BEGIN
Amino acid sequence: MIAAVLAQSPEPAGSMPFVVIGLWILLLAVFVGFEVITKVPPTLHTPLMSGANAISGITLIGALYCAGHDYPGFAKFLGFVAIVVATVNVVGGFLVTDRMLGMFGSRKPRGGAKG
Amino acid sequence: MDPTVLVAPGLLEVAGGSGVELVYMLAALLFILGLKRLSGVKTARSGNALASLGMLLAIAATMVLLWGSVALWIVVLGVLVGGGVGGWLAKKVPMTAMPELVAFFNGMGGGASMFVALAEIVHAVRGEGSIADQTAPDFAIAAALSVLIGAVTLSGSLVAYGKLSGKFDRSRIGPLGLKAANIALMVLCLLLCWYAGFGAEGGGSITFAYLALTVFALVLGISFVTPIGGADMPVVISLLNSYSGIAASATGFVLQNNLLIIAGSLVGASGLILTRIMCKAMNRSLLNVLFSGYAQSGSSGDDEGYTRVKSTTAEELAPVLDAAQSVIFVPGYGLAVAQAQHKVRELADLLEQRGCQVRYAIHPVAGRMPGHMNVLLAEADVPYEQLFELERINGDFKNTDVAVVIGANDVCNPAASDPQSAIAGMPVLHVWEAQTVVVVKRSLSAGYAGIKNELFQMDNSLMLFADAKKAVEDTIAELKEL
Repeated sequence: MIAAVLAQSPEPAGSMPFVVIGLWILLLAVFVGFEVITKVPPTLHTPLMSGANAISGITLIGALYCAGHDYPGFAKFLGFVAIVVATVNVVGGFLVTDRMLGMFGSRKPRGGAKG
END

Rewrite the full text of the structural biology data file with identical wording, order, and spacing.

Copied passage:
Amino acid sequence: MIAAVLAQSPEPAGSMPFVVIGLWILLLAVFVGFEVITKVPPTLHTPLMSGANAISGITLIGALYCAGHDYPGFAKFLGFVAIVVATVNVVGGFLVTDRMLGMFGSRKPRGGAKG
Amino acid sequence: MDPTVLVAPGLLEVAGGSGVELVYMLAALLFILGLKRLSGVKTARSGNALASLGMLLAIAATMVLLWGSVALWIVVLGVLVGGGVGGWLAKKVPMTAMPELVAFFNGMGGGASMFVALAEIVHAVRGEGSIADQTAPDFAIAAALSVLIGAVTLSGSLVAYGKLSGKFDRSRIGPLGLKAANIALMVLCLLLCWYAGFGAEGGGSITFAYLALTVFALVLGISFVTPIGGADMPVVISLLNSYSGIAASATGFVLQNNLLIIAGSLVGASGLILTRIMCKAMNRSLLNVLFSGYAQSGSSGDDEGYTRVKSTTAEELAPVLDAAQSVIFVPGYGLAVAQAQHKVRELADLLEQRGCQVRYAIHPVAGRMPGHMNVLLAEADVPYEQLFELERINGDFKNTDVAVVIGANDVCNPAASDPQSAIAGMPVLHVWEAQTVVVVKRSLSAGYAGIKNELFQMDNSLMLFADAKKAVEDTIAELKEL
Repeated sequence: MIAAVLAQSPEPAGSMPFVVIGLWILLLAVFVGFEVITKVPPTLHTPLMSGANAISGITLIGALYCAGHDYPGFAKFLGFVAIVVATVNVVGGFLVTDRMLGMFGSRKPRGGAKG